There have been many famous Directors of LSE, from Halford Mackinder to Ralph Dahrendorf. But none can lay claim to such fame as LSE’s fourth Director, William Beveridge - generally regarded as the main architect of the Welfare State and the energetic visionary who oversaw a major expansion of LSE from 1919-1937.
But though his achievements at LSE were by any measure great, his relations with some of the School’s leading academic figures were never easy, while his attempt to redefine the nature of the social sciences floundered. Why was rethinking the relationship between state and society an easier task for Beveridge than running an ‘unruly School’?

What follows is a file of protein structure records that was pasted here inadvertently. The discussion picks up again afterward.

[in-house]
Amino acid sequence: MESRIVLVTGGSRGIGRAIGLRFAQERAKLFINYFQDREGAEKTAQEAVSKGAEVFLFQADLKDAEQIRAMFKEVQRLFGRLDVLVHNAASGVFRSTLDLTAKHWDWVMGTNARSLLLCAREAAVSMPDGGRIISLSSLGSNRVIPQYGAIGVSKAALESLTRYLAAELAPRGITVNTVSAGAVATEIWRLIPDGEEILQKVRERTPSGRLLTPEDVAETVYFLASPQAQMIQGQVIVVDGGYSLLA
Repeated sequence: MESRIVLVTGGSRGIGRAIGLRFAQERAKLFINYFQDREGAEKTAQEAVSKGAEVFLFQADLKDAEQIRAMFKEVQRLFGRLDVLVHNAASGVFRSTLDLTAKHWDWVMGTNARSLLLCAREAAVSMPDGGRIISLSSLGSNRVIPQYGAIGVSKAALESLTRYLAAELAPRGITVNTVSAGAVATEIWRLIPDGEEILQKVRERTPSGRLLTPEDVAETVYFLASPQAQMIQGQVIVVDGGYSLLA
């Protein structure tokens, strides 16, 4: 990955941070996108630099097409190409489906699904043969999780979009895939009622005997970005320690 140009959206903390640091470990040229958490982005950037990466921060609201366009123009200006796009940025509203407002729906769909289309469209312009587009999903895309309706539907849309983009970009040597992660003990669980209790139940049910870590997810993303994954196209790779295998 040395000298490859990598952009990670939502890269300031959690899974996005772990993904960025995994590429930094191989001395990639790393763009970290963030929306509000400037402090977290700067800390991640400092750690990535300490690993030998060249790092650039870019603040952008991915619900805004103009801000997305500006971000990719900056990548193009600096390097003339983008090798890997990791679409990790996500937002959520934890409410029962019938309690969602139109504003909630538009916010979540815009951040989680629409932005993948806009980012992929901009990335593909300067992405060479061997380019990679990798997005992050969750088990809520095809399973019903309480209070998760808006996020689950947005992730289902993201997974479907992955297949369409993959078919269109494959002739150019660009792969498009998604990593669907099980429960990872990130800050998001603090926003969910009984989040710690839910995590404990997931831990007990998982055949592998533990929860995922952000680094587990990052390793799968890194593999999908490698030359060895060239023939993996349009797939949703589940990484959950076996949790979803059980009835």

Michael Cox is Director of LSE IDEAS and Emeritus Professor of International Relations at LSE. He is author and editor of over twenty books, currently working on a ‘new’ history of LSE.
Twitter hashtags for this event: #LSEBeveridge #LSEFestival
This event is part of the LSE Festival: Beveridge 2.0 running from Monday 19 to Saturday 24 February 2018, with a series of events rethinking the welfare state for the 21st century and the global context.